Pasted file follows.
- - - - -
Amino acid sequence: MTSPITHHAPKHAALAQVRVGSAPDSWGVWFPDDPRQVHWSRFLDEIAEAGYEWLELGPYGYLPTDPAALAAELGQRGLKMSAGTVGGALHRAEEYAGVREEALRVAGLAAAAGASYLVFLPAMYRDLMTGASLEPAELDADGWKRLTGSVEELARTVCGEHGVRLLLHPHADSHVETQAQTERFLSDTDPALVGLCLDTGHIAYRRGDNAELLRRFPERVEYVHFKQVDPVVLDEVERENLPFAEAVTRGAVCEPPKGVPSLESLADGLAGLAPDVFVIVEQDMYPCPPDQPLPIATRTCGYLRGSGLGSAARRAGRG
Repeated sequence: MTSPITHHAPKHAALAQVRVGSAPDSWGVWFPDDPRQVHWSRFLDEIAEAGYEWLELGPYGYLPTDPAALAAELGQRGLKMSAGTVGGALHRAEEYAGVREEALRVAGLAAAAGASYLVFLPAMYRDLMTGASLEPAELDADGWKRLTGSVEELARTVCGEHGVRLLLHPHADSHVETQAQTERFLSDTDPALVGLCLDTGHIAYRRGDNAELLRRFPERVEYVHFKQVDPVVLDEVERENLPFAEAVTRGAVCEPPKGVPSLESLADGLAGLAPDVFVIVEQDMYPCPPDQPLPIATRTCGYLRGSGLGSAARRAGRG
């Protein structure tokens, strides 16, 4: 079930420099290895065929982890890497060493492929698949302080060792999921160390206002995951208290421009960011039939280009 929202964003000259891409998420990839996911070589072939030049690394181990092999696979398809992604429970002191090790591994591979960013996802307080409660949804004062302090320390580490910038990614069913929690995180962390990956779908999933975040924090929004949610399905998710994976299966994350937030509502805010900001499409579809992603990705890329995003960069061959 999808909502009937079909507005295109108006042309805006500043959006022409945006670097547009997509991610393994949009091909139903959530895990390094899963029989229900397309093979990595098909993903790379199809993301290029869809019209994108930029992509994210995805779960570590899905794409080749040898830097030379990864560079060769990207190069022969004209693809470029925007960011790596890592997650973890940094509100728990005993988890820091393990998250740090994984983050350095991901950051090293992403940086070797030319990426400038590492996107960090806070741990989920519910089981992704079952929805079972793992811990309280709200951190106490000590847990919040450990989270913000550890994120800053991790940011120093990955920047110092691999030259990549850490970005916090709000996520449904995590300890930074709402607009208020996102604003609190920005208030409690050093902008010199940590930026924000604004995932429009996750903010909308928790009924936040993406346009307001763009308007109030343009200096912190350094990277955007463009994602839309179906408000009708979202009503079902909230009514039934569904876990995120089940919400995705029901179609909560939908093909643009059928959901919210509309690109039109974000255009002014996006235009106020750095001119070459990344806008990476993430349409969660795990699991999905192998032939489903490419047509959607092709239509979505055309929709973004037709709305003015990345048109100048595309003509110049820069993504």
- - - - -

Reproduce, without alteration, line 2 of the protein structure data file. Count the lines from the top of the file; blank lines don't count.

Repeated sequence: MTSPITHHAPKHAALAQVRVGSAPDSWGVWFPDDPRQVHWSRFLDEIAEAGYEWLELGPYGYLPTDPAALAAELGQRGLKMSAGTVGGALHRAEEYAGVREEALRVAGLAAAAGASYLVFLPAMYRDLMTGASLEPAELDADGWKRLTGSVEELARTVCGEHGVRLLLHPHADSHVETQAQTERFLSDTDPALVGLCLDTGHIAYRRGDNAELLRRFPERVEYVHFKQVDPVVLDEVERENLPFAEAVTRGAVCEPPKGVPSLESLADGLAGLAPDVFVIVEQDMYPCPPDQPLPIATRTCGYLRGSGLGSAARRAGRG